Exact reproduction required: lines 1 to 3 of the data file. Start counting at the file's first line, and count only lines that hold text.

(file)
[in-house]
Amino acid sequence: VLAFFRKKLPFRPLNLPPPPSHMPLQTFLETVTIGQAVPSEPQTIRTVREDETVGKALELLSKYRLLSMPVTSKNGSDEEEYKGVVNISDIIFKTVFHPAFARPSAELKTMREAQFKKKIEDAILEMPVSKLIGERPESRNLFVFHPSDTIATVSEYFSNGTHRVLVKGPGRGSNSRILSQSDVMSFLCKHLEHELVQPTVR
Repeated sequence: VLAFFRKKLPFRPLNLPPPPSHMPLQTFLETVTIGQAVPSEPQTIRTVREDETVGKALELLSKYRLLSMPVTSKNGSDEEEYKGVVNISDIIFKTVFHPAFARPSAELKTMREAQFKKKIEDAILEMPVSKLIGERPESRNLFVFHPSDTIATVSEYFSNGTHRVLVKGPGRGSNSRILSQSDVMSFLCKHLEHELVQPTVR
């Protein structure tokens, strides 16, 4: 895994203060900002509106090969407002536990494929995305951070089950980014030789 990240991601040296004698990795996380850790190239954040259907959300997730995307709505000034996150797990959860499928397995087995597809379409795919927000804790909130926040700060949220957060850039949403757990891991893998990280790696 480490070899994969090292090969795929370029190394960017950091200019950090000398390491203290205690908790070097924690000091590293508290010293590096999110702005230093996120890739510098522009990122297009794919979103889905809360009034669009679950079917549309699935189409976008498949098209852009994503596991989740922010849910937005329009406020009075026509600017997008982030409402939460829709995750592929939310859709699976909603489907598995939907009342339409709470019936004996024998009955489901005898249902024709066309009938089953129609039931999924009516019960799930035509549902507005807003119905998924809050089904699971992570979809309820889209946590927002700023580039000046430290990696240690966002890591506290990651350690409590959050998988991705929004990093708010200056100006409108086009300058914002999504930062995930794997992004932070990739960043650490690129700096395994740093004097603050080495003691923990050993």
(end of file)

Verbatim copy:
[in-house]
Amino acid sequence: VLAFFRKKLPFRPLNLPPPPSHMPLQTFLETVTIGQAVPSEPQTIRTVREDETVGKALELLSKYRLLSMPVTSKNGSDEEEYKGVVNISDIIFKTVFHPAFARPSAELKTMREAQFKKKIEDAILEMPVSKLIGERPESRNLFVFHPSDTIATVSEYFSNGTHRVLVKGPGRGSNSRILSQSDVMSFLCKHLEHELVQPTVR
Repeated sequence: VLAFFRKKLPFRPLNLPPPPSHMPLQTFLETVTIGQAVPSEPQTIRTVREDETVGKALELLSKYRLLSMPVTSKNGSDEEEYKGVVNISDIIFKTVFHPAFARPSAELKTMREAQFKKKIEDAILEMPVSKLIGERPESRNLFVFHPSDTIATVSEYFSNGTHRVLVKGPGRGSNSRILSQSDVMSFLCKHLEHELVQPTVR